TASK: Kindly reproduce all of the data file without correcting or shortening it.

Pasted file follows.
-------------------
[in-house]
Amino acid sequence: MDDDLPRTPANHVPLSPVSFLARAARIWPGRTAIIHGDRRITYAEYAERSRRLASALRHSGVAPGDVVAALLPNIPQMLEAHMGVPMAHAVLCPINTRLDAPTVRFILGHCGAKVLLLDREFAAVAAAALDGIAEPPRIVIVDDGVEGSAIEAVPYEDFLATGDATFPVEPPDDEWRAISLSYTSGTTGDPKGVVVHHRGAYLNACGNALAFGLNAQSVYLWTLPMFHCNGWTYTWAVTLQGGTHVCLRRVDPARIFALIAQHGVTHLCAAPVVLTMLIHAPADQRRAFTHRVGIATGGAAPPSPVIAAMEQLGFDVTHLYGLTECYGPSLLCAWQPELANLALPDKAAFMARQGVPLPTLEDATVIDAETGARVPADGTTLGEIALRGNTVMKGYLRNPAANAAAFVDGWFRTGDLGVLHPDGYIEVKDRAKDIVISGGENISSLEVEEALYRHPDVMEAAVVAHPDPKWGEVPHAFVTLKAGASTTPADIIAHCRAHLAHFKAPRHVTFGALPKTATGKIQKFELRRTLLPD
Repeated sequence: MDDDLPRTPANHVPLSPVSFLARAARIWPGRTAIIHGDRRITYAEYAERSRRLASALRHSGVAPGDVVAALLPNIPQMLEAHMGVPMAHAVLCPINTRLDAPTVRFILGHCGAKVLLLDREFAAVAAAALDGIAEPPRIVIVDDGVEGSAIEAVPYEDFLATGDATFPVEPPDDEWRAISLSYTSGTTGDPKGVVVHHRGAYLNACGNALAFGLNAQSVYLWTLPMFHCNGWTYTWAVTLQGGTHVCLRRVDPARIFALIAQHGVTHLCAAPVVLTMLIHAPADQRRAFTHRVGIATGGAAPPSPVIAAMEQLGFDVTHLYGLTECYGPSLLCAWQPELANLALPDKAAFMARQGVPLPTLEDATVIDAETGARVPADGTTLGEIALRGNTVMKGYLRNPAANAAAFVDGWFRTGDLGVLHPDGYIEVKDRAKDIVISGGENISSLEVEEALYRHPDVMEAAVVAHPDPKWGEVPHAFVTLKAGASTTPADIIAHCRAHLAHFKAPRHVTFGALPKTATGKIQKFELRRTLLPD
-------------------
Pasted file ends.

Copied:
[in-house]
Amino acid sequence: MDDDLPRTPANHVPLSPVSFLARAARIWPGRTAIIHGDRRITYAEYAERSRRLASALRHSGVAPGDVVAALLPNIPQMLEAHMGVPMAHAVLCPINTRLDAPTVRFILGHCGAKVLLLDREFAAVAAAALDGIAEPPRIVIVDDGVEGSAIEAVPYEDFLATGDATFPVEPPDDEWRAISLSYTSGTTGDPKGVVVHHRGAYLNACGNALAFGLNAQSVYLWTLPMFHCNGWTYTWAVTLQGGTHVCLRRVDPARIFALIAQHGVTHLCAAPVVLTMLIHAPADQRRAFTHRVGIATGGAAPPSPVIAAMEQLGFDVTHLYGLTECYGPSLLCAWQPELANLALPDKAAFMARQGVPLPTLEDATVIDAETGARVPADGTTLGEIALRGNTVMKGYLRNPAANAAAFVDGWFRTGDLGVLHPDGYIEVKDRAKDIVISGGENISSLEVEEALYRHPDVMEAAVVAHPDPKWGEVPHAFVTLKAGASTTPADIIAHCRAHLAHFKAPRHVTFGALPKTATGKIQKFELRRTLLPD
Repeated sequence: MDDDLPRTPANHVPLSPVSFLARAARIWPGRTAIIHGDRRITYAEYAERSRRLASALRHSGVAPGDVVAALLPNIPQMLEAHMGVPMAHAVLCPINTRLDAPTVRFILGHCGAKVLLLDREFAAVAAAALDGIAEPPRIVIVDDGVEGSAIEAVPYEDFLATGDATFPVEPPDDEWRAISLSYTSGTTGDPKGVVVHHRGAYLNACGNALAFGLNAQSVYLWTLPMFHCNGWTYTWAVTLQGGTHVCLRRVDPARIFALIAQHGVTHLCAAPVVLTMLIHAPADQRRAFTHRVGIATGGAAPPSPVIAAMEQLGFDVTHLYGLTECYGPSLLCAWQPELANLALPDKAAFMARQGVPLPTLEDATVIDAETGARVPADGTTLGEIALRGNTVMKGYLRNPAANAAAFVDGWFRTGDLGVLHPDGYIEVKDRAKDIVISGGENISSLEVEEALYRHPDVMEAAVVAHPDPKWGEVPHAFVTLKAGASTTPADIIAHCRAHLAHFKAPRHVTFGALPKTATGKIQKFELRRTLLPD